Monday, October 26, 2009

Every day, multiple times per day, in fact, I try to figure out how to save the planet. What I mean is, I search my brain for ways to interpret the state of the world. Yes, I hear the same news that you do every morning. Banks failing, bombs exploding, and people living in quiet desperation, praying for their next meal. What I don't hear much about is the ticking bomb we're sitting on; the one we've worked a few centuries to create, the planet we're slowly but surely wrecking. At parties, I can be a downer. I try not to be, really. Eventually the topic will turn somehow to what I do, and then eventually to what matters to me, and then eventually to that ticking bomb. The thing is, I'm a very happy, optimistic person by nature. I love to smile, and laughing is something I do without thinking. I'm also quite distressed about the health of planet earth fifty years from now, when I hope to be tottering after my great-grandchildren. What type of earth will they take for granted, and will it bear any resemblance to the one I was born into? So I search, daily, for a way to communicate to those folks at parties, who don't understand but could find it in them to care, why we have to make responsible earth stewardship a part of all of our lives.

I recently received a letter from someone I met through my work here at the Duke Gardens. This person, who has aided my conservation work here in the Blomquist Garden, and who shares my concern and distress about the state of our global environment, sent along with her letter a copy of a recent speech on this topic. Paul Hawken is an entrepreneur, writer and environmental activist with an eloquent pen. In May, he was charged with delivering the commencement address at the University of Portland. His topic: why we should have hope for the planet in the face of such distressing trends. His prose is far more powerful than mine, so I'm including it here for you to ponder. I believe, as he does, that the time is short in which to act, but that there is hope for our beautiful spaceship.

Paul Hawken's commencement address to the University of Portland, May 3, 2009

When I was invited to give this speech, I was asked if I could give a simple short talk that was "direct, naked, taut, honest, passionate, lean, shivering, startling, and graceful." No pressure there.

Let's begin with the startling part. Class of 2009: you are going to have to figure out what it means to be a human being on earth at a time when every living system is declining, and the rate of decline is accelerating. Kind of a mind-boggling situation... but not one peer-reviewed paper published in the last thirty years can refute that statement. Basically, civilization needs a new operating system, you are the programmers, and we need it within a few decades.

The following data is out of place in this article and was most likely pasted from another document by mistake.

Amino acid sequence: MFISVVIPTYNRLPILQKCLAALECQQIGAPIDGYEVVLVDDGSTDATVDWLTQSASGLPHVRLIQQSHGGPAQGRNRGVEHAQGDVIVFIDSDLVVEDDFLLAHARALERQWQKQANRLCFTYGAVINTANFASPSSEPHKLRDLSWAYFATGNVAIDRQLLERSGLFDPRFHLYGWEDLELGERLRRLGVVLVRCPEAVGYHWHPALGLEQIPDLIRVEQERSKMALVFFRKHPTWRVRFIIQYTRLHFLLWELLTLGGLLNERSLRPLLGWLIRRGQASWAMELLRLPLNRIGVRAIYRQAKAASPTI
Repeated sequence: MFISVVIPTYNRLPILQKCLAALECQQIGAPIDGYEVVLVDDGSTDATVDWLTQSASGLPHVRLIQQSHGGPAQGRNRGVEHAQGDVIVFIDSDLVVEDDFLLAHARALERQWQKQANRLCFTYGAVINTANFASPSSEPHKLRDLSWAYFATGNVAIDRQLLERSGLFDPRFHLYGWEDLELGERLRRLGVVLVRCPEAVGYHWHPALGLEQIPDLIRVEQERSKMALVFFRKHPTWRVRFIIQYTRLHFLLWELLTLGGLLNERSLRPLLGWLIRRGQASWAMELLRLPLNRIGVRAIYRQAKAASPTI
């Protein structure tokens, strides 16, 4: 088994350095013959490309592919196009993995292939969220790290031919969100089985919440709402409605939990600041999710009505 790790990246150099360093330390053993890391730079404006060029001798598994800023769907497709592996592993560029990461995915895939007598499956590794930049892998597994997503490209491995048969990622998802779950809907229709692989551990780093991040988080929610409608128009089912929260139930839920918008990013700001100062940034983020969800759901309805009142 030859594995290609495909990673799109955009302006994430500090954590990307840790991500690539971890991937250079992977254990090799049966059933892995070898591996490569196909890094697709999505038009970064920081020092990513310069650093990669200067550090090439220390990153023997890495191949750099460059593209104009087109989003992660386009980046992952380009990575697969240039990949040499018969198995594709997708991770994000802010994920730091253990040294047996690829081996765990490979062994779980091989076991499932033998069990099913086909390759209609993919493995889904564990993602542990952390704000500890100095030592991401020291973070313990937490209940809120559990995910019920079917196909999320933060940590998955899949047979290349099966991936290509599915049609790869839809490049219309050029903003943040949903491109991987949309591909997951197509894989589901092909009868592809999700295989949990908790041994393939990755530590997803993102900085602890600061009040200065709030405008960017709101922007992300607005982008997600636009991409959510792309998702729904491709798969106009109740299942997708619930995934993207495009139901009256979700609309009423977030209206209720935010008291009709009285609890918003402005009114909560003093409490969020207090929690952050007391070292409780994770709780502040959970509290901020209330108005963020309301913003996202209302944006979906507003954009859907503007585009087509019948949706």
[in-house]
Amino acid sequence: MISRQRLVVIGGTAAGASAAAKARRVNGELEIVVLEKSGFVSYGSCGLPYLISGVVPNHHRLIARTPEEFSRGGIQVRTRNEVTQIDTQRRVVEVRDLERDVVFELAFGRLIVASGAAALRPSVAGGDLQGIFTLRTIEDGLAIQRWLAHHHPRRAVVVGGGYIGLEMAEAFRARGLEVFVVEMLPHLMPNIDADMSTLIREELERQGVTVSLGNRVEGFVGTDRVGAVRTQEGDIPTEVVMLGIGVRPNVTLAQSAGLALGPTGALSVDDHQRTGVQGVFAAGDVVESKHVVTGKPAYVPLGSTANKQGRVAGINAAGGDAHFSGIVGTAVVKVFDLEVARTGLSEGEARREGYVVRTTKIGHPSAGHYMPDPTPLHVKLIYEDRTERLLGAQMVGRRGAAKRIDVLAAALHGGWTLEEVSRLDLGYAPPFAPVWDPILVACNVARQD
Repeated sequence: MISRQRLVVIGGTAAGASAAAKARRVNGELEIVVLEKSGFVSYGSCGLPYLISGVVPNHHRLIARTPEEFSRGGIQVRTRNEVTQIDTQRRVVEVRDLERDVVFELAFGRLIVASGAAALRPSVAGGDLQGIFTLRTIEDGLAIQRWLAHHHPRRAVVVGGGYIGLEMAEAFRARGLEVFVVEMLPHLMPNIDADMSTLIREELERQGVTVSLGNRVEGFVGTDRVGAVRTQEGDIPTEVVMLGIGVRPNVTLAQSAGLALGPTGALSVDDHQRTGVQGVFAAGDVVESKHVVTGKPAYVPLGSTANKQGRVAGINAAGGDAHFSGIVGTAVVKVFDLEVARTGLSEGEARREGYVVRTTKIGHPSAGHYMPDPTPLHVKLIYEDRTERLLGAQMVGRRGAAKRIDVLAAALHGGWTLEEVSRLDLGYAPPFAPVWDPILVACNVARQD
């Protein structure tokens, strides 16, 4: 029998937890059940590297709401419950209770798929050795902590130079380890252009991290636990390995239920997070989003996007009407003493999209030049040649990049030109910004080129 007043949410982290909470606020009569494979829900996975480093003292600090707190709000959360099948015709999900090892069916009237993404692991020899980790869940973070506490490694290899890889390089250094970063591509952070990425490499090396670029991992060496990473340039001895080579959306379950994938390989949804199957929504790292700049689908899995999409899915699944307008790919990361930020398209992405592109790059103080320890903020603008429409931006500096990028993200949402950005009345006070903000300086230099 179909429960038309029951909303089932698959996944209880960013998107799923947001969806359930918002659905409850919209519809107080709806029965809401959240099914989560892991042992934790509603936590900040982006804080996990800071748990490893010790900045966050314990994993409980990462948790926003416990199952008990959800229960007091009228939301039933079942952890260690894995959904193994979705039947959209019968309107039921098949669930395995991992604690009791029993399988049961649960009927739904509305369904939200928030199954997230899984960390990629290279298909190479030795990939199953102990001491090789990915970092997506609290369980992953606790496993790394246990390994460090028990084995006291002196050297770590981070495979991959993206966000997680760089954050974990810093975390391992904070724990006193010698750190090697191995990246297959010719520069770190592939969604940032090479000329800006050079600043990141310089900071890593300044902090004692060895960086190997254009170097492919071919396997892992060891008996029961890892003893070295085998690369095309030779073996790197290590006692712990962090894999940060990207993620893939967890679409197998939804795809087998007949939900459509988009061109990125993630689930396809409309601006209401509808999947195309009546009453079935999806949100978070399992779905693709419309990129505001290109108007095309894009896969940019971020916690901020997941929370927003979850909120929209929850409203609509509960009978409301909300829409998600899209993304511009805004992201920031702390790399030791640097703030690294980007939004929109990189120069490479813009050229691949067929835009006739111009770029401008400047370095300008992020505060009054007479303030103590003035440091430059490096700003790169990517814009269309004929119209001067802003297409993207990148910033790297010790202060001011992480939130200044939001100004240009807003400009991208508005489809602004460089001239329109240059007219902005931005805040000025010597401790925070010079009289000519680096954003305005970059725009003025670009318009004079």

This planet came with a set of instructions, but we seem to have misplaced them. Important rules like don't poison the water, soil, or air, don't let the earth get overcrowded, and don't touch the thermostat have been broken. Buckminster Fuller said that spaceship earth was so ingeniously designed that no one has a clue that we are on one, flying through the universe at a million miles per hour, with no need for seatbelts, lots of room in coach, and really good food—but all that is changing.

There is invisible writing on the back of the diploma you will receive, and in case you didn't bring lemon juice to decode it, I can tell you what it says: You are Brilliant, and the Earth is Hiring. The earth couldn't afford to send recruiters or limos to your school. It sent you rain, sunsets, ripe cherries, night blooming jasmine, and that unbelievably cute person you are dating. Take the hint. And here's the deal: Forget that this task of planet-saving is not possible in the time required. Don't be put off by people who know what is not possible. Do what needs to be done, and check to see if it was impossible only after you are done.

When asked if I am pessimistic or optimistic about the future, my answer is always the same: If you look at the science about what is happening on earth and aren't pessimistic, you don't understand the data. But if you meet the people who are working to restore this earth and the lives of the poor, and you aren't optimistic, you haven't got a pulse. What I see everywhere in the world are ordinary people willing to confront despair, power, and incalculable odds in order to restore some semblance of grace, justice, and beauty to this world. The poet Adrienne Rich wrote, "So much has been destroyed I have cast my lot with those who, age after age, perversely, with no extraordinary power, reconstitute the world." There could be no better description. Humanity is coalescing. It is reconstituting the world, and the action is taking place in schoolrooms, farms, jungles, villages, campuses, companies, refuge camps, deserts, fisheries, and slums.